Desktop Engineering Blog

Topology Optimisation and 3D Printing

Posted by Andy Woodward on 26-Apr-2017 09:00:00

The use of FEA to design ‘optimal’ components has been around for nearly two decades.  In general terms it works by meshing an available volume for a part and then eating away at the space iteratively to leave just those bits of the mesh that are doing work while aiming at a target mass for the part, as in the examples below.

Topology Optimisation and 3D Printing gif1

Topology Optimisation and 3D Printing gif2 FEA


Using this method ‘raw’ it is easy to see how un-manufacturable designs can result, so much effort has been invested by software developers to place manufacturing constraints on the optimisation process to, for example, eliminate voids or undercuts in moulded parts.

These constraints can limit the solution dramatically and/or increase the solution time considerably.  As a rule, the more an optimisation is constrained the less likely it is to come out with a clear design.

The adoption in the last couple of years of 3D printing technology, particularly of metals, has given this technique a new lease of life.  3D printing works by printing parts layer by layer from above and as such does not have shape constraints in the same way as forging, casting, machining and moulding does.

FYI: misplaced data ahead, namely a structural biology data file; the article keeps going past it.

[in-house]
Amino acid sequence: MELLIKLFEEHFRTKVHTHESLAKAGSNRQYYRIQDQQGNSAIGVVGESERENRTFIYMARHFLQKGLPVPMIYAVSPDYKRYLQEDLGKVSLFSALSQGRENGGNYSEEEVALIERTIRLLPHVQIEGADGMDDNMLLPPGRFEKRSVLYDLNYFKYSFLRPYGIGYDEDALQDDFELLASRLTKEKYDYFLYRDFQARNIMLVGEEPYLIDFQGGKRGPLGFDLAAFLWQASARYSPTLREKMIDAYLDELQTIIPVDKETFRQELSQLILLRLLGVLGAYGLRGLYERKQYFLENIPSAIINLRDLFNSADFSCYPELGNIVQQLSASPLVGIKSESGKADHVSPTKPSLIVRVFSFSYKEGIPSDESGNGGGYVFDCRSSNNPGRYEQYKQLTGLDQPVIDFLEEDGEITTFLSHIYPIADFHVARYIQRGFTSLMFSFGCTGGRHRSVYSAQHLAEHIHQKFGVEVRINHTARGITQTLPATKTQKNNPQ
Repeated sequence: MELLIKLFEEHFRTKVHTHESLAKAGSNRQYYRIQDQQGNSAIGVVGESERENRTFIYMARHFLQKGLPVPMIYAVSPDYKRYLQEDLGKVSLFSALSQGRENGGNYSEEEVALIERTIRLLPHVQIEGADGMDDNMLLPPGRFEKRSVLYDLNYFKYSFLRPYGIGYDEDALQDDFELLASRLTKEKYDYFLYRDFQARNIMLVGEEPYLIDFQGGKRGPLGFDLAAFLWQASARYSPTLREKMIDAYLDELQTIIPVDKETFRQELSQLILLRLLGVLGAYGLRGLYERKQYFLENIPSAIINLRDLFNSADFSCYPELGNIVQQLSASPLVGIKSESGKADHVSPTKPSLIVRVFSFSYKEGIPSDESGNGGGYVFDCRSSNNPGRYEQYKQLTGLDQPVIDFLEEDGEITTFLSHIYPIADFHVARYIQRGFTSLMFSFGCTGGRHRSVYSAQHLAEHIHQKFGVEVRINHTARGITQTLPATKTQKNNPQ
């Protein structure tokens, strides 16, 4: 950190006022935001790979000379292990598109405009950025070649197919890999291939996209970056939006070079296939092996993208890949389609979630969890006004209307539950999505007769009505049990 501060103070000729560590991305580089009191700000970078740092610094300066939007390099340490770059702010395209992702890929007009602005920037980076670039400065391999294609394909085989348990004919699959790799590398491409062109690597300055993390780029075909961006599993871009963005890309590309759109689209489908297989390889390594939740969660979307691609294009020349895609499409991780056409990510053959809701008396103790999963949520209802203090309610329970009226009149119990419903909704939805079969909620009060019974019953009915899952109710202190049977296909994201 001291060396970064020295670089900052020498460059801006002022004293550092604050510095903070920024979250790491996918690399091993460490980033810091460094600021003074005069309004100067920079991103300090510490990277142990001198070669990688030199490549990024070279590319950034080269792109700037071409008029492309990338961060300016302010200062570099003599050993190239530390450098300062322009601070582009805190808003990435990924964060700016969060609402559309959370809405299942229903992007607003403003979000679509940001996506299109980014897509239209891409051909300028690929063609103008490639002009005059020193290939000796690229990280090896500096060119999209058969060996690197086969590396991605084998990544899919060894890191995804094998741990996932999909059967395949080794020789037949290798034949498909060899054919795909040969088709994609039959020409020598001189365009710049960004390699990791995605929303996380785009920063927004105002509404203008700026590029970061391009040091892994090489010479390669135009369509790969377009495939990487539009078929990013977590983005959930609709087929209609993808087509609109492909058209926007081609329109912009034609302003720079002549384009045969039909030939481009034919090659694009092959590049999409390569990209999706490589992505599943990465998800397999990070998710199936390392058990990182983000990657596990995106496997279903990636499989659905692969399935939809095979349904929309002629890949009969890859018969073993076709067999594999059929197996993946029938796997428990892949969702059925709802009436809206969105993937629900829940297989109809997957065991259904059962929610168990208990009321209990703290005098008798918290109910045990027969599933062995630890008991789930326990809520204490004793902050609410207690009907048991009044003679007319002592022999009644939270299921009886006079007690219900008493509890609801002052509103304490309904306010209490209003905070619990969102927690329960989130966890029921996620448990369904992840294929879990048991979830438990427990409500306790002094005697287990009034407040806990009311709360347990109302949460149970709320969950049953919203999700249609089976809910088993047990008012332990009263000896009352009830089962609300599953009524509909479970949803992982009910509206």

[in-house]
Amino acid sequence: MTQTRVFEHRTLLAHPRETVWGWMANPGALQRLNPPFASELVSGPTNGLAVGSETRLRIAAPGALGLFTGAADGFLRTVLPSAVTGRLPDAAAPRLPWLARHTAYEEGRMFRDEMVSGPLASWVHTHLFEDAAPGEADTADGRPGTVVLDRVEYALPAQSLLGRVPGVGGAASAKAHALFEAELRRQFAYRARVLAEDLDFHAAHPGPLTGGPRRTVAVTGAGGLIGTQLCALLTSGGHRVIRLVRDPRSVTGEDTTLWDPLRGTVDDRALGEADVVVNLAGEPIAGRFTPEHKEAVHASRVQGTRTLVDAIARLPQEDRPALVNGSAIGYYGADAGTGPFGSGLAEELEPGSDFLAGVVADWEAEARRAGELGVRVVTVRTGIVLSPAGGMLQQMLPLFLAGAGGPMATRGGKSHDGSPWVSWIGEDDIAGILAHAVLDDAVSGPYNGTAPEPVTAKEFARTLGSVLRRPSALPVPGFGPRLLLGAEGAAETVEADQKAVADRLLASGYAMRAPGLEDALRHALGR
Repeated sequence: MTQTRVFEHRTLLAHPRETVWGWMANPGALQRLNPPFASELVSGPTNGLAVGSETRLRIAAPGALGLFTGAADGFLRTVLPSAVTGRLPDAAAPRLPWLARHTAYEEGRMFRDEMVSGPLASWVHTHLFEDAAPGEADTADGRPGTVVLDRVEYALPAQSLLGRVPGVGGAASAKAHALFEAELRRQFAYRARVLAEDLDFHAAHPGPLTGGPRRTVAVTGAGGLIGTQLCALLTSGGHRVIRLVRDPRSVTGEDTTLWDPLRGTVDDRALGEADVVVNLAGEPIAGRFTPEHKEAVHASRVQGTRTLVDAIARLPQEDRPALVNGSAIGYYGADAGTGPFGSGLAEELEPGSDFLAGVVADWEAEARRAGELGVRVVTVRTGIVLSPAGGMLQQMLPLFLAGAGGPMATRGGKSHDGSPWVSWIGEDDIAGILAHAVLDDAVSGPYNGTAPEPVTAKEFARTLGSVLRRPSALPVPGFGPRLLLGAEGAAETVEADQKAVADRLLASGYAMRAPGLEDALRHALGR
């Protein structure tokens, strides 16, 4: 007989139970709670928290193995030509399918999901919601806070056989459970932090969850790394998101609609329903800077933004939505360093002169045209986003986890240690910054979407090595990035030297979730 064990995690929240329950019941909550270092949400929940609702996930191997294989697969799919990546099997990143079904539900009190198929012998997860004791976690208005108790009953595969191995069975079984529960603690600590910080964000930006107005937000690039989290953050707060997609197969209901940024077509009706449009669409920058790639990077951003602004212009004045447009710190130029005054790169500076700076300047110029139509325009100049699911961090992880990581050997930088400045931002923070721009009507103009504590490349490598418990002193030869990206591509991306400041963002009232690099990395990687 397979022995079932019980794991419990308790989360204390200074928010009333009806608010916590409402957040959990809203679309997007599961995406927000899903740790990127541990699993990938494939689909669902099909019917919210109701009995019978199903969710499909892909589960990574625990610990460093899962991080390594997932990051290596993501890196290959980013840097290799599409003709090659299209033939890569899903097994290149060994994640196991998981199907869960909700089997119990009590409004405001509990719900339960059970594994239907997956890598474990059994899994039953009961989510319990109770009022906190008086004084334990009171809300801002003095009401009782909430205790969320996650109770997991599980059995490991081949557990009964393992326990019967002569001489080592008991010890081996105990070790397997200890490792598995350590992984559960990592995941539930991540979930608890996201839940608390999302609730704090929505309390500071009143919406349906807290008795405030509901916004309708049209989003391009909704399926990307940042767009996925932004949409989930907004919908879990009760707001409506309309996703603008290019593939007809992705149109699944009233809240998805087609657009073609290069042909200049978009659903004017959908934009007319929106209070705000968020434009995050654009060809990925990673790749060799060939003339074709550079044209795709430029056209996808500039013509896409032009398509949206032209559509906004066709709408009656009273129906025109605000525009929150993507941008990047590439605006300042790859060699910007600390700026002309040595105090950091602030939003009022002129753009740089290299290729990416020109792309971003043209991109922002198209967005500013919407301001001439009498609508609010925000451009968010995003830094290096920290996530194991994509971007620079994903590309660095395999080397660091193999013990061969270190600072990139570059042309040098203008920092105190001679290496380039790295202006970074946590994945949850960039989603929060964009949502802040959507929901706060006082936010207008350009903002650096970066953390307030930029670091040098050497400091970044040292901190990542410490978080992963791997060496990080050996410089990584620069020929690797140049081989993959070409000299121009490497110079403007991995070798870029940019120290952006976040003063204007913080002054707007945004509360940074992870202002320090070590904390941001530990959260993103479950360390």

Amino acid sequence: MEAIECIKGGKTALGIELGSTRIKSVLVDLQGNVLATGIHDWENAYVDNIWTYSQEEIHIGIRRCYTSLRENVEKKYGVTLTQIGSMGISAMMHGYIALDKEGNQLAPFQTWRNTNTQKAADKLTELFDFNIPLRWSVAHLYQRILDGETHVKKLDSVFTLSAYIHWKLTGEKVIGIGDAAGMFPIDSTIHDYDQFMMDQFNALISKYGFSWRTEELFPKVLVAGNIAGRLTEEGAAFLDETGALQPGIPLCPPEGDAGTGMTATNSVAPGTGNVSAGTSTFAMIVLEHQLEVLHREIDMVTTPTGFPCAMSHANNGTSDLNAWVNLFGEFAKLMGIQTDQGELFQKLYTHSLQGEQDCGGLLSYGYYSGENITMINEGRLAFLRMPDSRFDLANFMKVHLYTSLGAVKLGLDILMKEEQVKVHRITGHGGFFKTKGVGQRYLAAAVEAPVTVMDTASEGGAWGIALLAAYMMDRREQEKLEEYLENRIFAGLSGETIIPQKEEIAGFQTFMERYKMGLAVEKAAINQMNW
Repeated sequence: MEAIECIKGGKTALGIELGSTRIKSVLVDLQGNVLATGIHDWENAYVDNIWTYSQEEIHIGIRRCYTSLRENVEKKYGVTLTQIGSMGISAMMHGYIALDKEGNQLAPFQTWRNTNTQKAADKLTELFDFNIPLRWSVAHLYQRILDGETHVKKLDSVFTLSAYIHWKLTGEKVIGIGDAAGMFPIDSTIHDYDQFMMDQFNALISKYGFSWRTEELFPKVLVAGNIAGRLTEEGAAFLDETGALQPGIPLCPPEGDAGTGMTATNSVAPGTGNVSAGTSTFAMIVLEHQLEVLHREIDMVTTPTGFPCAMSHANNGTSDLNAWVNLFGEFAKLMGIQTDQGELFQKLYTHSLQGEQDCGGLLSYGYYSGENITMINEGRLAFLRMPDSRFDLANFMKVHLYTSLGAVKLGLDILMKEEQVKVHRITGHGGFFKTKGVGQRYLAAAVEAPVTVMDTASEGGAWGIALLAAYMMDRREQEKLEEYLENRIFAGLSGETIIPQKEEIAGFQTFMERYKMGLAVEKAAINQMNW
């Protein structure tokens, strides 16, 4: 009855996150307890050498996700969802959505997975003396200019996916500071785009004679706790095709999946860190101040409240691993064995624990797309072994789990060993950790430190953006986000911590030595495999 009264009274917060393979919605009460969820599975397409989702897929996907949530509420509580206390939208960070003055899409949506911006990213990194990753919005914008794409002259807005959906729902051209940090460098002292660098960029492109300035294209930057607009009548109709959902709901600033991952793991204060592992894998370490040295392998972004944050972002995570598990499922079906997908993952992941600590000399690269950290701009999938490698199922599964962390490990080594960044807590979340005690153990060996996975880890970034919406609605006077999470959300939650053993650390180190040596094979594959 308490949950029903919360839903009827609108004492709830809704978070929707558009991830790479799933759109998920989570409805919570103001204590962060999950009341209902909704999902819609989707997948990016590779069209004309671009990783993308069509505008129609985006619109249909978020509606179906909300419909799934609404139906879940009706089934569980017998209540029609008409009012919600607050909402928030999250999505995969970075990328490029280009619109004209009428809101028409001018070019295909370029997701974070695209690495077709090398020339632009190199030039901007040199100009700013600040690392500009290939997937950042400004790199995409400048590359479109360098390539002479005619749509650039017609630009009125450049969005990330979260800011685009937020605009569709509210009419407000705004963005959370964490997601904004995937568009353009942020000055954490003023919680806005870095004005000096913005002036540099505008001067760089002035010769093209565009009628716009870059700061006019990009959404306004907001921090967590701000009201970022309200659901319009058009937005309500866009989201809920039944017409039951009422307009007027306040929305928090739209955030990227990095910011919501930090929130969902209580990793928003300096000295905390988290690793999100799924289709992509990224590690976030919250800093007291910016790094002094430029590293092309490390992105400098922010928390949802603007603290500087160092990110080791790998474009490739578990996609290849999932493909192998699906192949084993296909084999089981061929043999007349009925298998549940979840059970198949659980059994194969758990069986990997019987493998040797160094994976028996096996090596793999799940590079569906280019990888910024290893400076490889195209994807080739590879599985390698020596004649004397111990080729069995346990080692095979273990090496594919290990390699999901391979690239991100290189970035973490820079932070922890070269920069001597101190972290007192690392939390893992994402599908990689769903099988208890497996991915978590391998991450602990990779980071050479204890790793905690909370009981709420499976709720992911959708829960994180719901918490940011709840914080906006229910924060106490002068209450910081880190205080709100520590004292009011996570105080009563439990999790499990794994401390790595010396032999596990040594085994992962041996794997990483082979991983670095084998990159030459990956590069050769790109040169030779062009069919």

A combination of Topology Optimisation with 3D printing can help reduce the weight of parts to achieve the aggressive targets set by Automotive and Aerospace OEMs.

MSC Nastran is a standard FEA solver in both those industries.  It has been solving optimisation problems for many years and does have the ability to apply shape constraints to a topological optimisation as well as combining topology with other types of optimisation based on things like wall thickness, beam cross-section etc, all in one solution.

This is further enhanced by a multi-model capability wherein a component can be optimised based on its use within several system variants.  An example of this would be the design of a floorpan of a car platform that was used for a coupe, cabriolet, estate and SUV. All result in different load conditions due to the different monocoque architectures but need to share a common part. 

MSC Nastran is not as expensive as you would imagine.  The capability is part of MSC Software’s MSC One token licensing system which for SME companies can mean access to this technology for not much more than your Sales Manager’s company car lease.

  New Call-to-action


Read more posts on FEA and Analysis >>



Topics: Automotive, Finite Element Analysis (FEA), Aerospace, Hexagon MSC Software